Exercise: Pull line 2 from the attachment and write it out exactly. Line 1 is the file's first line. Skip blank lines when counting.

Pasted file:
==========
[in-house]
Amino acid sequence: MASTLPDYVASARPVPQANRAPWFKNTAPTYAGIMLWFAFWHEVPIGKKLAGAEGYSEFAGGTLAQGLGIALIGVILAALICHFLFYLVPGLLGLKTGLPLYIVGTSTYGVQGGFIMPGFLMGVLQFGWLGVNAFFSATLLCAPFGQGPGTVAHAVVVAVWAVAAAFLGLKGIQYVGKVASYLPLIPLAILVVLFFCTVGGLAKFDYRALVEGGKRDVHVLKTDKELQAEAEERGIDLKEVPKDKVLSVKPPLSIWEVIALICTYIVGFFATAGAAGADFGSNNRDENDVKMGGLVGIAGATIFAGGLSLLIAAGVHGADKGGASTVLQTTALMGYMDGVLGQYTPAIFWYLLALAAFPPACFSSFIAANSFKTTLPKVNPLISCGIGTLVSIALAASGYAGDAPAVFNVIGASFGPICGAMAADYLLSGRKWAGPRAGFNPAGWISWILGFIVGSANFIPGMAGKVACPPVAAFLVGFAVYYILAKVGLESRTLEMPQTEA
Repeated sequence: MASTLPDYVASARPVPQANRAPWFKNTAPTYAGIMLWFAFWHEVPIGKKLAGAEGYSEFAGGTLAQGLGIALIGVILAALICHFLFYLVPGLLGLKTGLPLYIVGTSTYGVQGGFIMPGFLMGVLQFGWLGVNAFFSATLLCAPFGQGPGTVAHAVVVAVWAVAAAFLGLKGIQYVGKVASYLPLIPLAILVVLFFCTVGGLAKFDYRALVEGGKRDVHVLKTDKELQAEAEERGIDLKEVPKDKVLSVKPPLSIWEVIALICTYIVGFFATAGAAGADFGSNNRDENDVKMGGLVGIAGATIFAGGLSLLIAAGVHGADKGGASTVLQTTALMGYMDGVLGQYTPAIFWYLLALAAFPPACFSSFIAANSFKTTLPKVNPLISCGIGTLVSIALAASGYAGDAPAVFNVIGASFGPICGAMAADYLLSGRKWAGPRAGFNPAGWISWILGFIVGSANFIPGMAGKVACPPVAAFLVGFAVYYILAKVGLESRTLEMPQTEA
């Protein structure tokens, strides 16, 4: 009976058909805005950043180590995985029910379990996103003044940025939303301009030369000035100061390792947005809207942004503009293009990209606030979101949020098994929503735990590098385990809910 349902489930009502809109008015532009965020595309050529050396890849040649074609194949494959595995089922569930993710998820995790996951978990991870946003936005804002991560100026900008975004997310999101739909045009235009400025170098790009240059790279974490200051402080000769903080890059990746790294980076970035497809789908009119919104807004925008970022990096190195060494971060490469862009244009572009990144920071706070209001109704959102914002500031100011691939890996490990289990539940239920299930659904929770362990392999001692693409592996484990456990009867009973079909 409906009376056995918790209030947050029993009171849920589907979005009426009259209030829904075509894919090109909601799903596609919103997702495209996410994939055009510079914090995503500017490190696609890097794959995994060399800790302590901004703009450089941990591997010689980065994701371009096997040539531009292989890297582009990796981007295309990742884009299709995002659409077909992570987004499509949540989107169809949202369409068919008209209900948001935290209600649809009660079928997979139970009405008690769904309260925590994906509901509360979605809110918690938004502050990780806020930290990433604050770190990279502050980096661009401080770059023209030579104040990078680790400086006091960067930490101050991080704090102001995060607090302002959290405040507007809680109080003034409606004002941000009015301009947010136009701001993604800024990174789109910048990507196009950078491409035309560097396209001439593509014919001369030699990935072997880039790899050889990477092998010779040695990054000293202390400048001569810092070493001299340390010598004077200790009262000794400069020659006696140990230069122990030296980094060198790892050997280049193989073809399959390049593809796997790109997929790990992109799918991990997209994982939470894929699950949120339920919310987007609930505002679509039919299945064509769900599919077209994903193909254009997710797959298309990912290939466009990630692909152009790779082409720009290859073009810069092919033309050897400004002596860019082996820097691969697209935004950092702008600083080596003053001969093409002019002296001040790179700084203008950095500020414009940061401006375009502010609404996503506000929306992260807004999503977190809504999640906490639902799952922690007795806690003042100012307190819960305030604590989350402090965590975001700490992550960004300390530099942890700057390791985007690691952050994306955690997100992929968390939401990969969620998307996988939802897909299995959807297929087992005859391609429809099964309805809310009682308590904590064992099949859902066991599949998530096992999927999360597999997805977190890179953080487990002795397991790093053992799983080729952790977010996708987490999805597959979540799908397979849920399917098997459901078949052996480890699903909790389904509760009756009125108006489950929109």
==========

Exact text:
Amino acid sequence: MASTLPDYVASARPVPQANRAPWFKNTAPTYAGIMLWFAFWHEVPIGKKLAGAEGYSEFAGGTLAQGLGIALIGVILAALICHFLFYLVPGLLGLKTGLPLYIVGTSTYGVQGGFIMPGFLMGVLQFGWLGVNAFFSATLLCAPFGQGPGTVAHAVVVAVWAVAAAFLGLKGIQYVGKVASYLPLIPLAILVVLFFCTVGGLAKFDYRALVEGGKRDVHVLKTDKELQAEAEERGIDLKEVPKDKVLSVKPPLSIWEVIALICTYIVGFFATAGAAGADFGSNNRDENDVKMGGLVGIAGATIFAGGLSLLIAAGVHGADKGGASTVLQTTALMGYMDGVLGQYTPAIFWYLLALAAFPPACFSSFIAANSFKTTLPKVNPLISCGIGTLVSIALAASGYAGDAPAVFNVIGASFGPICGAMAADYLLSGRKWAGPRAGFNPAGWISWILGFIVGSANFIPGMAGKVACPPVAAFLVGFAVYYILAKVGLESRTLEMPQTEA